You have no right to say that the underlying reality in this pencil is different from the reality that underlies this piece of chalk. You have no right to say that the reality which underlies the mind, subject, or intellect, is different from the reality which underlies a cow or bull; you have no right to say that the Atma which underlies this table is different from that. It is One, and the same Infinity, the same Absolute, unchangeable reality.
It might be made more clear by an illustration. Here is a beautiful, white wall. All of you are sitting here; one of you is tracing upon that wall beautiful diagrams, geometrical triangles, circles, ellipses, etc., another is tracing upon the same wall a picture concerning a great war, another is tracing upon the same wall a picture of his wife, friends, and relatives, another is tracing something else. All of these pictures have the same reality behind them. Similarly all the things that you see in this world have the same reality behind them, Here suppose you see a horse, there you observe a cow, here a dog, there an elephant, and there a man All of these pictures are traced upon one and the same absolute X, the X of that illustration, the same white wall. Thus the same Atma, the one Infinite Rama underlies each and all. In your dreams you see an ox, then a dog, then a man, then a woman, but you know that in your dreams the ox, the dog, the man, and everything, are all pictures upon one and the same Absolute Reality, the true Atma. When you wake, you know that the horse, the mountain, or the river that you saw in your dream is nowhere.
What about these qualities which make up the world? The phenomenal world consists of these qualities and they depend upon the absolute reality. Here is a very subtle point which you will not be able to understand just now, but you may understand it thoroughly in some of the succeeding lectures. All these qualities depend upon the absolute reality. According to these qualities, the absolute reality has a quality too, namely, the quality of supporting them. The absolute reality supports all these qualities. If so, the Absolute Reality is not absolute, because the absolute reality has at least the one quality of supporting all these qualities. How then can we say that the absolute reality is absolute? We say this from practical experience. Just as you say that this world is real on the authority of your personal experience, so, on the authority of the higher personal experience, we say that when the absolute reality is realized, all these qualities, all this time and space vanish. Thus from the stand – point of the absolute reality these qualities never existed, but from the standpoint of the qualities, these depend upon the Adhisthan, the Absolute. Here is a great problem to be solved. It is called the problem of Maya. In reality the Absolute Reality is absolute, beyond all qualities, but these qualities depend upon the absolute reality from their own stand – point. This problem being solved, all the difficulties in this world would be solved.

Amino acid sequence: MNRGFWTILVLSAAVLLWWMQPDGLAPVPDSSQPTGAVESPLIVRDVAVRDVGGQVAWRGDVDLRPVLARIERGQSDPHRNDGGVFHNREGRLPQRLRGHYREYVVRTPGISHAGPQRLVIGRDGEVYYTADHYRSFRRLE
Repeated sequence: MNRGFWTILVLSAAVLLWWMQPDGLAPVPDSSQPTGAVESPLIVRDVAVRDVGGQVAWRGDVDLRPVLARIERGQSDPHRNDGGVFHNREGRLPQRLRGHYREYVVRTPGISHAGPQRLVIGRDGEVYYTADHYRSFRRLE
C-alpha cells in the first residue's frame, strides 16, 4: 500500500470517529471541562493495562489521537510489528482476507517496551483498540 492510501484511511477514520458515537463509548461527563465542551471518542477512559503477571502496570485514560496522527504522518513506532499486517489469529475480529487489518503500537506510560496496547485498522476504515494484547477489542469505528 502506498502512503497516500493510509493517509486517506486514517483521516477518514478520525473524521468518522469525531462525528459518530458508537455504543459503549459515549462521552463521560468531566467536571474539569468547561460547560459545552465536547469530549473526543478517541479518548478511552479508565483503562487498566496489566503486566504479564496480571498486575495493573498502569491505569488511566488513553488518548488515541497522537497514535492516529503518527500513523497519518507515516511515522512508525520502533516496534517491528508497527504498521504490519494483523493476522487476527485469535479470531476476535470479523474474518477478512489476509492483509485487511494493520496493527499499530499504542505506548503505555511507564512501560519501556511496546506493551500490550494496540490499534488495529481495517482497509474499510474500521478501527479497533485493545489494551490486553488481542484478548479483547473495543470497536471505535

These are not mere subjects of speculation. European philosophers make these subjects simply matters of speculation, but it is not so with the Indian philosophers. With them any subject which is proved theoretically is half proved only if it is not verified through experience, if it is not realized and experimented upon. This is a subject which is so sweet when we hear it intellectually, but it is the quintessence of sweetness and all joy when Ave once realize it. It is worthwhile to realize it. If you live this idea, namely, that you are that One Infinite X which underlies all the bodies in this Universe, that you are that Absolute Reality, then you are above the body, above the mind. This body is not the subject, it is a mere object brought into existence by one wave coming into collision with another from another side. You are, not merely this foam of a body. You are the Absolute Reality in which all this world, all the phenomena of the universe are mere waves or eddies. Realize that and become absolutely free. Is it not the wonder of wonders that you, the true Reality, the real Absolute, do not realize it? What good tidings, what a blessed Gospel that you are that Absolute Reality, the real X; realize that and become free.
Let that be your state,The body dissolved is cast to the Avinds, While Death, Infinity me enshrine;
All ears my ears, all eyes my eyes,
All hands my hands, all minds my minds.
I swallowed up death, all difference I drank up,
How sweet and strong and good I find.